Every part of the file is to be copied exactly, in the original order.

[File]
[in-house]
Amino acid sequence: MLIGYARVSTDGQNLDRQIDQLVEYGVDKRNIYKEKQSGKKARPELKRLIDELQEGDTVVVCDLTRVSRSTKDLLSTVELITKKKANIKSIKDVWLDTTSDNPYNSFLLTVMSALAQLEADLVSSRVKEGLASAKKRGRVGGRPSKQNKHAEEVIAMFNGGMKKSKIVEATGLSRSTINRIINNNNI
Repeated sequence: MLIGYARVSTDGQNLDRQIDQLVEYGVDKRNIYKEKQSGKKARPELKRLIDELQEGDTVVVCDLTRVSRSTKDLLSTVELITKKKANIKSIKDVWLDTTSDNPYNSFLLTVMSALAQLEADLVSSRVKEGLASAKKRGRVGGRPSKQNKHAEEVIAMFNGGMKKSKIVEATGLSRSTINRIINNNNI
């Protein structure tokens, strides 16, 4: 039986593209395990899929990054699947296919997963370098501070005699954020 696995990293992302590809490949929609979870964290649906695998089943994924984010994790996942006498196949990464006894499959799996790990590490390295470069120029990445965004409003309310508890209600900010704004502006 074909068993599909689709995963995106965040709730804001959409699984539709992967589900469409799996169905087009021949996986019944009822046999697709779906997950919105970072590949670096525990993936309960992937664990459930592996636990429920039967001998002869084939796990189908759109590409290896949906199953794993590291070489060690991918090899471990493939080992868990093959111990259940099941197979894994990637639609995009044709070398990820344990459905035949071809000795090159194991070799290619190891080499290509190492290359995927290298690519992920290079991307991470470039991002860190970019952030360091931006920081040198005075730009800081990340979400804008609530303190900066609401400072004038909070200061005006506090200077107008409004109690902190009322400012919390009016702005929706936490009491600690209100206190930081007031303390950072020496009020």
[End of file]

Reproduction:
[in-house]
Amino acid sequence: MLIGYARVSTDGQNLDRQIDQLVEYGVDKRNIYKEKQSGKKARPELKRLIDELQEGDTVVVCDLTRVSRSTKDLLSTVELITKKKANIKSIKDVWLDTTSDNPYNSFLLTVMSALAQLEADLVSSRVKEGLASAKKRGRVGGRPSKQNKHAEEVIAMFNGGMKKSKIVEATGLSRSTINRIINNNNI
Repeated sequence: MLIGYARVSTDGQNLDRQIDQLVEYGVDKRNIYKEKQSGKKARPELKRLIDELQEGDTVVVCDLTRVSRSTKDLLSTVELITKKKANIKSIKDVWLDTTSDNPYNSFLLTVMSALAQLEADLVSSRVKEGLASAKKRGRVGGRPSKQNKHAEEVIAMFNGGMKKSKIVEATGLSRSTINRIINNNNI
């Protein structure tokens, strides 16, 4: 039986593209395990899929990054699947296919997963370098501070005699954020 696995990293992302590809490949929609979870964290649906695998089943994924984010994790996942006498196949990464006894499959799996790990590490390295470069120029990445965004409003309310508890209600900010704004502006 074909068993599909689709995963995106965040709730804001959409699984539709992967589900469409799996169905087009021949996986019944009822046999697709779906997950919105970072590949670096525990993936309960992937664990459930592996636990429920039967001998002869084939796990189908759109590409290896949906199953794993590291070489060690991918090899471990493939080992868990093959111990259940099941197979894994990637639609995009044709070398990820344990459905035949071809000795090159194991070799290619190891080499290509190492290359995927290298690519992920290079991307991470470039991002860190970019952030360091931006920081040198005075730009800081990340979400804008609530303190900066609401400072004038909070200061005006506090200077107008409004109690902190009322400012919390009016702005929706936490009491600690209100206190930081007031303390950072020496009020």